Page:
EnCase® Cybersecurity now facilitates this data capture and analysis in three ways. First, if an analyst sees a highly critical situation identified in the organization’s SIEM tool, he or she can now, right from the SIEM, perform an EnCase collection.  Second, an organization, in its tuning of its SIEM, can establish rules so that for critical events, forensic collection occurs automatically. Third, an assessment can be automatically run on a broad set of endpoints to determine the extent of the problem – by way of example, assessing what binaries are running that are not part of the organization’s approved builds.

The user can view the analysis results right from the SIEM console. The following video demonstrates how it works:

The result is a turbocharged SIEM – more power, more effectiveness, and a better response to critical incidents when they occur.

Victor Limongelli is president and chief executive officer of Guidance Software.

SEC Cybersecurity Guidelines Pose Potential Increase in Litigation forOrganizations

Anthony Di BelloChad McManamyOn October 13, the Division of Finance at the Securities and Exchange Commission (SEC) released “CF Disclosure Guidance: Topic No. 2 - Cybersecurity” representing the culmination of an effort on behalf of a group of Senators led by Senator Jay Rockefeller to establish a set of guidelines for publicly traded companies to consider when faced with data security breach disclosures. The concern from the Senators was that investors were having difficulty evaluating risks faced by organizations where they were not disclosing such information in their public filings.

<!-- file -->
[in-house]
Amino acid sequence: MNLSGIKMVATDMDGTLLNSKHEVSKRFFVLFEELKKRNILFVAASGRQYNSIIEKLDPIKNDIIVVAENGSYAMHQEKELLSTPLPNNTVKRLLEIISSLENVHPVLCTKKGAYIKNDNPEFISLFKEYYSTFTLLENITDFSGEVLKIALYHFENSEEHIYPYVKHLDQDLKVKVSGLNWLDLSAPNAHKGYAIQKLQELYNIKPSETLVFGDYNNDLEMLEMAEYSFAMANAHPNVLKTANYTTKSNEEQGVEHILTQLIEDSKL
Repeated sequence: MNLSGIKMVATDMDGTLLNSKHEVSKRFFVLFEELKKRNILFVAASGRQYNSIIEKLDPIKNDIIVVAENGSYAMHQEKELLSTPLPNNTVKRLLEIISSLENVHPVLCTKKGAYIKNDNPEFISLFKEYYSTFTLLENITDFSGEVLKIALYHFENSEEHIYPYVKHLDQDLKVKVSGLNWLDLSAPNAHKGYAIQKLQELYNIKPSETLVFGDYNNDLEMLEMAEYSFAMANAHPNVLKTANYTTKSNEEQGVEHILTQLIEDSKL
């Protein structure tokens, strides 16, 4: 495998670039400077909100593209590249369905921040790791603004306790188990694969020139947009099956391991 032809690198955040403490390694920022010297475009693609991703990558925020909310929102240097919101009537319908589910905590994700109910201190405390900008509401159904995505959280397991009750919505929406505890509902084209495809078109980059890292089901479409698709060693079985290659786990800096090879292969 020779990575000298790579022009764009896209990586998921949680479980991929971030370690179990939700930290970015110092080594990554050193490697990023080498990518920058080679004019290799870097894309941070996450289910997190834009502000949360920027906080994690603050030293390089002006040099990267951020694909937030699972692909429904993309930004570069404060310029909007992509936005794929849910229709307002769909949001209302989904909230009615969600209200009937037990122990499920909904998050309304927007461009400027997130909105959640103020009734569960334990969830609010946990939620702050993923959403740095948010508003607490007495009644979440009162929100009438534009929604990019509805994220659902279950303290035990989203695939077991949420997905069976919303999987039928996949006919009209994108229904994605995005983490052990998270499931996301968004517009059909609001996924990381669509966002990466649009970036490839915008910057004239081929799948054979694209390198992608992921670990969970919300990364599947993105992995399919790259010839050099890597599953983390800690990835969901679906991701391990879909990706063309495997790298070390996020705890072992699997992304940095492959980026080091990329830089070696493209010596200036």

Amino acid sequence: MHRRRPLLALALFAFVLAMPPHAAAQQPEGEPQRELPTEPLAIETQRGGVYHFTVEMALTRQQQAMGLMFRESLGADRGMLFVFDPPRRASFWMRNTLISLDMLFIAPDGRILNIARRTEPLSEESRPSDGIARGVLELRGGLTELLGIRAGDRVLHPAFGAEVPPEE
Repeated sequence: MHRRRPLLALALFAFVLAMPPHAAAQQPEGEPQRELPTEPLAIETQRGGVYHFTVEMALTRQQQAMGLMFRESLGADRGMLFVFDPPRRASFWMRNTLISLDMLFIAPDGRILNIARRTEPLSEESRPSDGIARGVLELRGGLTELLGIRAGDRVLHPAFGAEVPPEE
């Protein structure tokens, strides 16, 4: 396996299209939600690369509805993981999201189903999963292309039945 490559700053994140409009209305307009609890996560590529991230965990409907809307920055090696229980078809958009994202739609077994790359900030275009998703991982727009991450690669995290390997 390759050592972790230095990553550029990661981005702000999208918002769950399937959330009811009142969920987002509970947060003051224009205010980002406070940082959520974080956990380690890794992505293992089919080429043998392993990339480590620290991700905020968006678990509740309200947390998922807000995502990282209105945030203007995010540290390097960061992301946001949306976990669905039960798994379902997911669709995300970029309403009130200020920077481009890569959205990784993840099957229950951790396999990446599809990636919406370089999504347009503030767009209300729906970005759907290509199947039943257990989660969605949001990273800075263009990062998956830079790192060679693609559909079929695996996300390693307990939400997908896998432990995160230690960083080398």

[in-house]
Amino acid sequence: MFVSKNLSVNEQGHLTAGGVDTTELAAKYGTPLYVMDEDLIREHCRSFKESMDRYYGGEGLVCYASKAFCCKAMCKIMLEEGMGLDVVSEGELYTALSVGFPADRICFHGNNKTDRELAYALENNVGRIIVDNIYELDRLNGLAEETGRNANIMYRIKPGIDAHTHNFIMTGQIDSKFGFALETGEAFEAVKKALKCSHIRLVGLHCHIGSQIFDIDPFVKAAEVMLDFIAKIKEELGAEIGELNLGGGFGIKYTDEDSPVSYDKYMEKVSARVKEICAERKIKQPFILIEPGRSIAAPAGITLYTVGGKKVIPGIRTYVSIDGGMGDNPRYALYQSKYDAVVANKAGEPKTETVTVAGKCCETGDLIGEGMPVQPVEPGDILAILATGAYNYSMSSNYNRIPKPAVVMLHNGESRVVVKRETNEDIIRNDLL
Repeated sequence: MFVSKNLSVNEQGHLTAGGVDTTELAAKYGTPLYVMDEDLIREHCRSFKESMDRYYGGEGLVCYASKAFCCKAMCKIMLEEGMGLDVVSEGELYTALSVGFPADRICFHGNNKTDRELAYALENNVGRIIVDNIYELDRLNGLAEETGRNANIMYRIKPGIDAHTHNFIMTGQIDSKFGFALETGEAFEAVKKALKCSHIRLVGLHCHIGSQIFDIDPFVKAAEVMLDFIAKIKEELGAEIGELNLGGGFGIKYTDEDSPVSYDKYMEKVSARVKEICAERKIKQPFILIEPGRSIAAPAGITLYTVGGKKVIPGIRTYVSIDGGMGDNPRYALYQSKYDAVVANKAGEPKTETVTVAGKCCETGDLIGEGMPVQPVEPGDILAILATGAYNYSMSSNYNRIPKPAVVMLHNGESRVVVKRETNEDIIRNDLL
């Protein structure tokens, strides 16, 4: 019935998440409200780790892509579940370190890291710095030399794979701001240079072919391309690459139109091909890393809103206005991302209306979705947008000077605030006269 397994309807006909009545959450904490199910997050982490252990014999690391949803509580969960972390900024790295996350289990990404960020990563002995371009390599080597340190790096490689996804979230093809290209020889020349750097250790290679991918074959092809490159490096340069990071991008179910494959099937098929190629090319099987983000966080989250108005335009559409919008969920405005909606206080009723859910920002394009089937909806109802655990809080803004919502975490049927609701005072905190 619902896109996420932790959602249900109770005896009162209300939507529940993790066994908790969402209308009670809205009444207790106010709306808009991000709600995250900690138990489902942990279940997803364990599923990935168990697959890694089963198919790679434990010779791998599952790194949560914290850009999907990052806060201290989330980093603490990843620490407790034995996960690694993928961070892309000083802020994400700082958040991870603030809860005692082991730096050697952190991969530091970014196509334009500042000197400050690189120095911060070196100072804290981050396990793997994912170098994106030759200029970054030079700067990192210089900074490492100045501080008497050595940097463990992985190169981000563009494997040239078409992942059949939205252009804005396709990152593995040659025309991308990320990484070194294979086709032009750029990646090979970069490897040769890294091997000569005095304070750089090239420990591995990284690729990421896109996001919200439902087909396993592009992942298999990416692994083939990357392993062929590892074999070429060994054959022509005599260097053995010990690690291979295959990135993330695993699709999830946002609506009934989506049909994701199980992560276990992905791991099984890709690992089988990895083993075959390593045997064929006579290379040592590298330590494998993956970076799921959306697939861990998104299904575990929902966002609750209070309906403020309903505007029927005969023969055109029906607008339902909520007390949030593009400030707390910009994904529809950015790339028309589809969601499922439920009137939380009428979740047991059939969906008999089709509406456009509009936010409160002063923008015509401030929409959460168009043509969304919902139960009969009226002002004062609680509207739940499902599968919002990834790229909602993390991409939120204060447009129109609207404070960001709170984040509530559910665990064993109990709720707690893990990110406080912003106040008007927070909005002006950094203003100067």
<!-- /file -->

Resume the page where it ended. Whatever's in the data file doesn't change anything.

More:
According to the SEC in issuing the guidelines, "[w]e have observed an increased level of attention focused on cyber attacks that include, but are not limited to, gaining unauthorized access to digital systems for purposes of misappropriating assets or sensitive information, corrupting data, or causing operational disruption." And while the guidelines do not make it a legal requirement for organizations to disclose data breach issues, the guidelines lay the groundwork for shareholders suits based on failure to disclose such attacks.

The guidelines come on the heels of number of recent high-profile, large-scale data security breaches including those involving Citicorp, Sony, NBC and others – many of which have affected organizations around the world. A catalyst for the regulations is found in part in many organizations failure to timely report, or complete failure to report, their breaches. To curb any future disclosure issues, the SEC released the guidelines ordering companies to reveal their data security breaches.

As stated in the guidance notes, “[c]yber incidents may result in losses from asserted and unasserted claims, including those related to warranties, breach of contract, product recall and replacement, and indemnification of counterparty losses from their remediation efforts.”

“Cyber incidents may also result in diminished future cash flows, thereby requiring consideration of impairment of certain assets including goodwill, customer-related intangible assets, trademarks, patents, capitalized software or other long-lived assets associated with hardware or software, and inventory.”